EPA Enforcement Roundup: Week of 2/18
Below are examples of recent EPA enforcement actions that provide insight into how and why EPA issues civil penalties to facilities for environmental noncompliance. Names of companies and individuals cited by EPA are withheld to protect their privacy.
WHO: Three metal recycling facilities
The owners of three Maine recycling facilities have agreed to resolve allegations of violating Federal clean water laws and State permits. According EPA and State officials, the companies did not have adequate stormwater pollution prevention plans nor best management practices and failed to do proper monitoring, sampling, inspections, and training. Two of the facilities also violated oil spill prevention planning requirements.
WHERE: Lewiston, ME
WHAT: Clean Water Act violations
HOW MUCH: $250,000
Metal scrapyards can discharge pollutants through stormwater, including suspended solids and many other pollutants that present the potential to harm human health, the environment, and aquatic ecosystems. The facilities agreed to comply with all stormwater permit requirements, including submission of and compliance with adequate stormwater plans and proper maintenance, monitoring, and sampling.
WHO: Two municipal power companies
A pair of utility companies on Guam have been accused of operating residual oil-fired Electric Generating Units (EGUs) without emission controls, according to EPA. Older EGUs operating on residual fuel oil without emission control technology release hazardous air pollutants in violation of the Clean Air Act.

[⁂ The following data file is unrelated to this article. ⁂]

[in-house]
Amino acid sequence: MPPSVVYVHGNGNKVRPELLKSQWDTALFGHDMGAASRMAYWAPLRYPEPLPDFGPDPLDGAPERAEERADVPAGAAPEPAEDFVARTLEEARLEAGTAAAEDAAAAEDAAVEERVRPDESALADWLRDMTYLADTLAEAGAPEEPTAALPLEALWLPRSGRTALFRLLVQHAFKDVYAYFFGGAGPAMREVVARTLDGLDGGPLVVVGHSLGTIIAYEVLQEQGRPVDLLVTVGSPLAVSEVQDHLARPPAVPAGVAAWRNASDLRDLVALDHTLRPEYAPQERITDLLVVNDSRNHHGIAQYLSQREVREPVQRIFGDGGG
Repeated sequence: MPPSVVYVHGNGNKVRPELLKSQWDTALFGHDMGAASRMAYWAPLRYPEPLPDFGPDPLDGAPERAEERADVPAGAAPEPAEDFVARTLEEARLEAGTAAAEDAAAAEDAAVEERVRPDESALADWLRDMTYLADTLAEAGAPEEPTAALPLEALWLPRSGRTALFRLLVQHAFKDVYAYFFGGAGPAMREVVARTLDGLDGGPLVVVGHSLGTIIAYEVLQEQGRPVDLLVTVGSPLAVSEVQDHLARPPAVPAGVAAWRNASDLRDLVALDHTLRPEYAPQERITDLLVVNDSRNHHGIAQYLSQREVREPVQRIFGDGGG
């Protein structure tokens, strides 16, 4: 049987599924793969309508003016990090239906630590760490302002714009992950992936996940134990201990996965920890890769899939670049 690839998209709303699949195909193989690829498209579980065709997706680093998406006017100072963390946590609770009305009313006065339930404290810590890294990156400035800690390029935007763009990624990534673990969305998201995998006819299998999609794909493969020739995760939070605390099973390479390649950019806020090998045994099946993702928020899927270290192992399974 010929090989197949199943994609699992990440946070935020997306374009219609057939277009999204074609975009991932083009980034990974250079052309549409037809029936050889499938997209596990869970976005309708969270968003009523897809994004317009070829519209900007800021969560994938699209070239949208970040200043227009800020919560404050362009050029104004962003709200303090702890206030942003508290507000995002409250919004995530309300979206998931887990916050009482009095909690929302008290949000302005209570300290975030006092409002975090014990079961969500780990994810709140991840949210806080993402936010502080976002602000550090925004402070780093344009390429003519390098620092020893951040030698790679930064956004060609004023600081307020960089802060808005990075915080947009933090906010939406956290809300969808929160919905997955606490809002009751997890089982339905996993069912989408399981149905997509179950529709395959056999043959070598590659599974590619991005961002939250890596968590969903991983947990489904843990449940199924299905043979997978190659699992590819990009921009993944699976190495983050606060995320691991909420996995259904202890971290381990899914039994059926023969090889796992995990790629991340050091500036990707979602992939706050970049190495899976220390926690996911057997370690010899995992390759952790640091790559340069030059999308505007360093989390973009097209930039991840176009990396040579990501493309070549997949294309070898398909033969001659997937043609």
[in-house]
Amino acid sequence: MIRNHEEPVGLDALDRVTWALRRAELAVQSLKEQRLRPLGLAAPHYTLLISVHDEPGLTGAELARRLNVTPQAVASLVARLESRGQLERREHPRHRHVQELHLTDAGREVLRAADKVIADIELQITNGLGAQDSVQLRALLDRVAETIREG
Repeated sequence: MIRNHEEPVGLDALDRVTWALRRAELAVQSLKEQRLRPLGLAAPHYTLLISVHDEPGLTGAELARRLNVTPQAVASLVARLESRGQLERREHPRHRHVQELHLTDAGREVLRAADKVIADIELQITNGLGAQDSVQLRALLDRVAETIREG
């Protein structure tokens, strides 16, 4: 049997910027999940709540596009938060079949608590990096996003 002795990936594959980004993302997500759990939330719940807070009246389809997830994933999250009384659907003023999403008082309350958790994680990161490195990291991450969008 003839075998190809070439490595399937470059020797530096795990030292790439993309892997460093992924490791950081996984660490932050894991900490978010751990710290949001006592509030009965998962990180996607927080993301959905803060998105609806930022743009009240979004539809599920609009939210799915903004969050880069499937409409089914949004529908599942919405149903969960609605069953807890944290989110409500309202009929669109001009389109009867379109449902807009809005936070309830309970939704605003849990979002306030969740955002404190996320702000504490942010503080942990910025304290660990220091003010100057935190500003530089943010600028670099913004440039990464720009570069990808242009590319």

WHERE: Hagåtña, Guam
WHAT: Clean Air Act violations
HOW MUCH: $400,000
This settlement requires the organizations to retrofit two engine units by switching completely to ultra-low sulfur diesel fuel and installing emissions controls; retire and replace any units that have operated beyond their useful life; construct 100 megawatts of solar power generation; and construct a 40 megawatt energy storage system.
WHO: An aerospace and wind energy parts manufacturer
EPA has finalized a settlement with a large-scale aerospace, automotive, marine, and wind energy materials manufacturer over alleged unauthorized stormwater discharges. According to EPA, the company failed to obtain a stormwater discharge permit from the California State Water Resources Control Board among other violations.
WHERE: Huntington Beach, CA
WHAT: Clean Water Act violations
HOW MUCH: $95,208 plus a $66,000 Supplemental Environmental Project
In addition to paying a penalty, the company agreed to conduct five beach cleanup events and complete a habitat restoration project as part of a Supplemental Environmental Project. The Project is intended to replenish native Olympia oyster shells in the Upper Newport Bay and regrow eelgrass to improve sustainability.
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